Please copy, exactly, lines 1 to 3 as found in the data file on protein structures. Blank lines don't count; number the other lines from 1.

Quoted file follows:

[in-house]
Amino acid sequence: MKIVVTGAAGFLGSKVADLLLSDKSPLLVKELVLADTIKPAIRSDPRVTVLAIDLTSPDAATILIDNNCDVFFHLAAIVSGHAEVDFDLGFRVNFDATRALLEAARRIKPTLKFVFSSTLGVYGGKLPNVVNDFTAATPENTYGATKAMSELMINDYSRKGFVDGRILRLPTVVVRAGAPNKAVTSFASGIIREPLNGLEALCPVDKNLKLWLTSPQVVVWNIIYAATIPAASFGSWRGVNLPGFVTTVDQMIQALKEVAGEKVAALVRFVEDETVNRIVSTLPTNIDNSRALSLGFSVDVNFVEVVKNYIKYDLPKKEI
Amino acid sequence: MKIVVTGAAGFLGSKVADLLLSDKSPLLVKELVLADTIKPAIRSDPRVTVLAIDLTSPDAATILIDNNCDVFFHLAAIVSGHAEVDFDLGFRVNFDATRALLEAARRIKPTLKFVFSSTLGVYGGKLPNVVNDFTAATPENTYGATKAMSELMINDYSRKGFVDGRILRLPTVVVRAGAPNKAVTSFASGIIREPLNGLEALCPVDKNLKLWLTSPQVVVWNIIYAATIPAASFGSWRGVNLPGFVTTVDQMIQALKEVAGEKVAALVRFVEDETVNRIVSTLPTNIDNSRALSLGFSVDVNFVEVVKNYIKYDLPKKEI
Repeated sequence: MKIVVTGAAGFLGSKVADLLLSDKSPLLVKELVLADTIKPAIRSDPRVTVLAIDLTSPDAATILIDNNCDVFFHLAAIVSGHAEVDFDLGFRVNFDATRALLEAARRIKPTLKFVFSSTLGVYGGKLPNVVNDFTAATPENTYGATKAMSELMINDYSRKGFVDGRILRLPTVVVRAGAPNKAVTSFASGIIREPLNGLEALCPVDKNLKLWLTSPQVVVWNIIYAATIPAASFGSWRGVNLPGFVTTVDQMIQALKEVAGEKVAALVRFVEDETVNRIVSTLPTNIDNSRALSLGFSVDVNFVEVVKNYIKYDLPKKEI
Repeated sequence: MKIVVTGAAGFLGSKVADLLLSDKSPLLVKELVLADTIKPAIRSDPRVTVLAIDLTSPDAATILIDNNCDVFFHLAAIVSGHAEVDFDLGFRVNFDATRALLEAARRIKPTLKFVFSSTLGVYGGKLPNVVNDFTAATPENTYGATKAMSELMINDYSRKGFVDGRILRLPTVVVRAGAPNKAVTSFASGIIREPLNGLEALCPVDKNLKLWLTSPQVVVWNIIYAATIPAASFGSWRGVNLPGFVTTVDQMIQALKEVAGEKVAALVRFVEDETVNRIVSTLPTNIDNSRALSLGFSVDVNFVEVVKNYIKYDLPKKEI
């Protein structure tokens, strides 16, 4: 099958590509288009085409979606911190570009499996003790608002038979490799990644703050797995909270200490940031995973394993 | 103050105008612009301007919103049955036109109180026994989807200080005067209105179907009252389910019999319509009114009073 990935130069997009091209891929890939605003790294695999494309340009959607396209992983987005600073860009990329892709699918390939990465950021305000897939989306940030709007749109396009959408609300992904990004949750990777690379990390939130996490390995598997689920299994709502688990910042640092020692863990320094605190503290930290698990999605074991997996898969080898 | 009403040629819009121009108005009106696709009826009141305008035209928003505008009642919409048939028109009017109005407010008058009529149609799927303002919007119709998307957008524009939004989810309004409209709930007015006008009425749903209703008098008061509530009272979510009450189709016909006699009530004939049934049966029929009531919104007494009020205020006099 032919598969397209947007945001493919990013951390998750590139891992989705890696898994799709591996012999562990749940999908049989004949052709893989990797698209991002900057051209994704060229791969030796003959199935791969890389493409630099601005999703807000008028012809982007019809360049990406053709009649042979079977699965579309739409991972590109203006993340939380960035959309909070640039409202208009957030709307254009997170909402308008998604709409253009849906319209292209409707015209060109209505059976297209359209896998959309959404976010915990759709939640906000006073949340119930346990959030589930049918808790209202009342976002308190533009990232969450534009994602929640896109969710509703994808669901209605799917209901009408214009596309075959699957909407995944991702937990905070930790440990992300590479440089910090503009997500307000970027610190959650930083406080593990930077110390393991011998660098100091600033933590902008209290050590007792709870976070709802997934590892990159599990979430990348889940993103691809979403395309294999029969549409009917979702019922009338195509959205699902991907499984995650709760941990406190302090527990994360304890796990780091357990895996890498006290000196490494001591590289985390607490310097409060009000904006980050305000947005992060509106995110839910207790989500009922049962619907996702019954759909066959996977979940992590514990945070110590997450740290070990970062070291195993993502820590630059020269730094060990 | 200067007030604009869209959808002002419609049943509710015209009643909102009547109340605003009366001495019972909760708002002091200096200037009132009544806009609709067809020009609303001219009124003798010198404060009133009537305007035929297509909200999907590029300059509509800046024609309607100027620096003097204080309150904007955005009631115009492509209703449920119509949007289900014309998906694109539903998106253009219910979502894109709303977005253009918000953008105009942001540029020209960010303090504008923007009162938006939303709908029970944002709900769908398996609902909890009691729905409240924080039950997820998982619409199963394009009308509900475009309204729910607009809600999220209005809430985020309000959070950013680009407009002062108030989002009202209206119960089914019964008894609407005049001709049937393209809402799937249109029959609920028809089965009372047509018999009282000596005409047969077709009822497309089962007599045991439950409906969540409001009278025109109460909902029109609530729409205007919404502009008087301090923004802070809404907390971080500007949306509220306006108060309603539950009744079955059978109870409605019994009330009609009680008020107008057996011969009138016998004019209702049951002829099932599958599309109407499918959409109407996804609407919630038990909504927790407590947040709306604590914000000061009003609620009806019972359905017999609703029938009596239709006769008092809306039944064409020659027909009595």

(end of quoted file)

[in-house]
Amino acid sequence: MKIVVTGAAGFLGSKVADLLLSDKSPLLVKELVLADTIKPAIRSDPRVTVLAIDLTSPDAATILIDNNCDVFFHLAAIVSGHAEVDFDLGFRVNFDATRALLEAARRIKPTLKFVFSSTLGVYGGKLPNVVNDFTAATPENTYGATKAMSELMINDYSRKGFVDGRILRLPTVVVRAGAPNKAVTSFASGIIREPLNGLEALCPVDKNLKLWLTSPQVVVWNIIYAATIPAASFGSWRGVNLPGFVTTVDQMIQALKEVAGEKVAALVRFVEDETVNRIVSTLPTNIDNSRALSLGFSVDVNFVEVVKNYIKYDLPKKEI
Amino acid sequence: MKIVVTGAAGFLGSKVADLLLSDKSPLLVKELVLADTIKPAIRSDPRVTVLAIDLTSPDAATILIDNNCDVFFHLAAIVSGHAEVDFDLGFRVNFDATRALLEAARRIKPTLKFVFSSTLGVYGGKLPNVVNDFTAATPENTYGATKAMSELMINDYSRKGFVDGRILRLPTVVVRAGAPNKAVTSFASGIIREPLNGLEALCPVDKNLKLWLTSPQVVVWNIIYAATIPAASFGSWRGVNLPGFVTTVDQMIQALKEVAGEKVAALVRFVEDETVNRIVSTLPTNIDNSRALSLGFSVDVNFVEVVKNYIKYDLPKKEI